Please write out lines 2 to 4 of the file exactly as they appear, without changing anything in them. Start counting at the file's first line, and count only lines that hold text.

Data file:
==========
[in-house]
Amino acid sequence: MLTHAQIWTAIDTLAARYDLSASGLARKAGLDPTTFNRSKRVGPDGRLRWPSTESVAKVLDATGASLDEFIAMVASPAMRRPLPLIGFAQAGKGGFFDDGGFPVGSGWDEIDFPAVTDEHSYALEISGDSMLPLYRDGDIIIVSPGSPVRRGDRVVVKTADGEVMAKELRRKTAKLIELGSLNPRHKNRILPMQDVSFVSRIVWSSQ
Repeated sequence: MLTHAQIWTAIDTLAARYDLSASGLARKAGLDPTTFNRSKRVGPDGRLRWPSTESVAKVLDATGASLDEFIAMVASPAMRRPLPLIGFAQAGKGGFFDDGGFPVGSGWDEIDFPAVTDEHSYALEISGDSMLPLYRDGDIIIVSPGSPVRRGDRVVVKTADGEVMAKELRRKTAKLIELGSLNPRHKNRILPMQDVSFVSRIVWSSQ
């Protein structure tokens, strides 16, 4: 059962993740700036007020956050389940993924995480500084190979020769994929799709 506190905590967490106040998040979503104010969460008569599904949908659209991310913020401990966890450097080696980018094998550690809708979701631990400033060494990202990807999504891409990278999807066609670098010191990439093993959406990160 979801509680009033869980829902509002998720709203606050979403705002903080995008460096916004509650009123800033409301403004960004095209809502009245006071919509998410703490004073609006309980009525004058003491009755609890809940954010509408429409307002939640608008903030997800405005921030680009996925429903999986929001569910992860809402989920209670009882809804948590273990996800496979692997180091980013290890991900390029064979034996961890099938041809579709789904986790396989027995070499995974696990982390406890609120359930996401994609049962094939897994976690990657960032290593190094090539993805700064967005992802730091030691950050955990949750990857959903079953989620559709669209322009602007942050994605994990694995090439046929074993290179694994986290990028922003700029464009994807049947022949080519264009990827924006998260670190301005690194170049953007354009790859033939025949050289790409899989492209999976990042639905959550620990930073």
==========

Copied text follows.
Amino acid sequence: MLTHAQIWTAIDTLAARYDLSASGLARKAGLDPTTFNRSKRVGPDGRLRWPSTESVAKVLDATGASLDEFIAMVASPAMRRPLPLIGFAQAGKGGFFDDGGFPVGSGWDEIDFPAVTDEHSYALEISGDSMLPLYRDGDIIIVSPGSPVRRGDRVVVKTADGEVMAKELRRKTAKLIELGSLNPRHKNRILPMQDVSFVSRIVWSSQ
Repeated sequence: MLTHAQIWTAIDTLAARYDLSASGLARKAGLDPTTFNRSKRVGPDGRLRWPSTESVAKVLDATGASLDEFIAMVASPAMRRPLPLIGFAQAGKGGFFDDGGFPVGSGWDEIDFPAVTDEHSYALEISGDSMLPLYRDGDIIIVSPGSPVRRGDRVVVKTADGEVMAKELRRKTAKLIELGSLNPRHKNRILPMQDVSFVSRIVWSSQ
């Protein structure tokens, strides 16, 4: 059962993740700036007020956050389940993924995480500084190979020769994929799709 506190905590967490106040998040979503104010969460008569599904949908659209991310913020401990966890450097080696980018094998550690809708979701631990400033060494990202990807999504891409990278999807066609670098010191990439093993959406990160 979801509680009033869980829902509002998720709203606050979403705002903080995008460096916004509650009123800033409301403004960004095209809502009245006071919509998410703490004073609006309980009525004058003491009755609890809940954010509408429409307002939640608008903030997800405005921030680009996925429903999986929001569910992860809402989920209670009882809804948590273990996800496979692997180091980013290890991900390029064979034996961890099938041809579709789904986790396989027995070499995974696990982390406890609120359930996401994609049962094939897994976690990657960032290593190094090539993805700064967005992802730091030691950050955990949750990857959903079953989620559709669209322009602007942050994605994990694995090439046929074993290179694994986290990028922003700029464009994807049947022949080519264009990827924006998260670190301005690194170049953007354009790859033939025949050289790409899989492209999976990042639905959550620990930073």